Three music minds from public radio stations around the country give their thoughts on what music best captures their states' musical identities. Plus an update from SXSW.
Here are some of the events our colleagues are checking out around town this weekend.
The original "Cosmos" aired in 1980 on PBS, and in just 13 episodes, astrophysicist Carl Sagan captured the hearts and minds of a generation. On Sunday, more than 30 years after the original series began, "Cosmos: A Spacetime Odyssey" will premiere. Hosted by Neil deGrasse Tyson, the new series pays direct homage to Sagan's original vision, in part because the original and the re-boot share an executive producer in Ann Druyan, wife of the late Carl Sagan. Today Druyan discusses the series and her life with Sagan.
"No one hates winter more than me so I'm going to try and round up some of my friends and go to Flushing and order a bunch of beers and enjoy Mongolian hot-pots." -- Joseph Capriglione, associate producer of New Jersey Public Radio.
Also on Today's Show: Concerns over a Russian-backed separatist movement in the Crimean region of Ukraine is giving the international community serious pause...First Lady Michelle Obama announced a series of proposed changes to U.S. food labeling rules yesterday. Will these new labels really change eating habits?...We're only two days away from the Superbowl of movies: Oscar night! Though you may not have seen all of the nominees, our Movie Date Team has and they give us their predictions.
Our Movie Date team has given us their predictions in the big categories for Oscar night, but there's another smaller category that's getting a lot of buzz this year: The original song category. In fact, the category has never been so modern, hip, and controversial. John Schaefer, host of Soundcheck on our partner station WNYC, walks us through the nominees.
This is a story of heroic effort, decades of toil and a man obsessed with a utopian dream: to replace the written word with symbols. And how today's text message tools could have helped.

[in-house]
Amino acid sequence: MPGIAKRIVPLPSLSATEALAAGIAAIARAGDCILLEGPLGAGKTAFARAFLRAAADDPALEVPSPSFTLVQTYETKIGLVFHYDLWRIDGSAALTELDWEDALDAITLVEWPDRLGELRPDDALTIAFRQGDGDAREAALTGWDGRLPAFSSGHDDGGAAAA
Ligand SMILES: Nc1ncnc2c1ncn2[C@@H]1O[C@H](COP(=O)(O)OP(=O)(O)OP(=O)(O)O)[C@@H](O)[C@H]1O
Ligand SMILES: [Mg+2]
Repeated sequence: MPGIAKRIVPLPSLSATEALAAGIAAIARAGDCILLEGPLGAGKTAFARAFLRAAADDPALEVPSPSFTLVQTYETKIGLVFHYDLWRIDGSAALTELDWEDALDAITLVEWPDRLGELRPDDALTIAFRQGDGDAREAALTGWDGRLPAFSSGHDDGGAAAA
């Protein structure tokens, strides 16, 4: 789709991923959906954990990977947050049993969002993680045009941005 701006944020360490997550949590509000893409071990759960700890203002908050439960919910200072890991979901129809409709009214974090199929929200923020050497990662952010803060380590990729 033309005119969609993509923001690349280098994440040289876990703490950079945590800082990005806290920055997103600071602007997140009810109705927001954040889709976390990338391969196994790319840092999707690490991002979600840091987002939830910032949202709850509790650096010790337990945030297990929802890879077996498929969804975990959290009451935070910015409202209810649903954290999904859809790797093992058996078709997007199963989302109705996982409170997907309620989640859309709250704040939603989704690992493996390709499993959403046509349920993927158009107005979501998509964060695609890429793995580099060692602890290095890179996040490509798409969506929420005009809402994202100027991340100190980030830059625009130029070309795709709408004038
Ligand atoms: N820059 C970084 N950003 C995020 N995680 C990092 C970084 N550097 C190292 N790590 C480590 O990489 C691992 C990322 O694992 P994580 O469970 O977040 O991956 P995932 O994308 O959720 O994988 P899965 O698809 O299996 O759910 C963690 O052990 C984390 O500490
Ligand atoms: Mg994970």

Our "Real People/Best Pictures" series continues as we look at "American Hustle." The film tells the story of the FBI's Abscam sting investigation, which ended with the prosecution of six U.S. representatives, a U.S. senator, and many other public officials. Gregory Wallance was a member of the Abscam prosecution team as an assistant United States attorney. He talks about what the actual case was like, and how the movie differs from the real life events.
One man's quest to translate one of the greatest works of literature into tiny images meant for text messaging resulted in the book, Emoji Dick, and it was recently entered into the Library of Congress.
All this week on our "Real People / Best Pictures" series, we're looking at some of the films that are nominated for Best Picture, and exploring the stories with people who are intimately connected with the films. "12 Years A Slave" tells the story of Solomon Northup, who was enslaved until he was eventually able to regain his freedom 12 years later. The film is based on Northup’s memoir, which was a bestseller during his time. Today we talk to Clayton Adams, the great-great-great-grandson of Solomon Northup.
All this week, our series "Real People/Best Picture" looks at some of the films that are nominated for Best Picture, and talking with people who are intimately connected with the stories behind those films. Today, our subject is Dallas Buyers Club. William Waybourn was the President of the Dallas Gay Alliance in the 1980s, which served the gay community and people living with AIDS. He tells us about that time and his thoughts on the movie.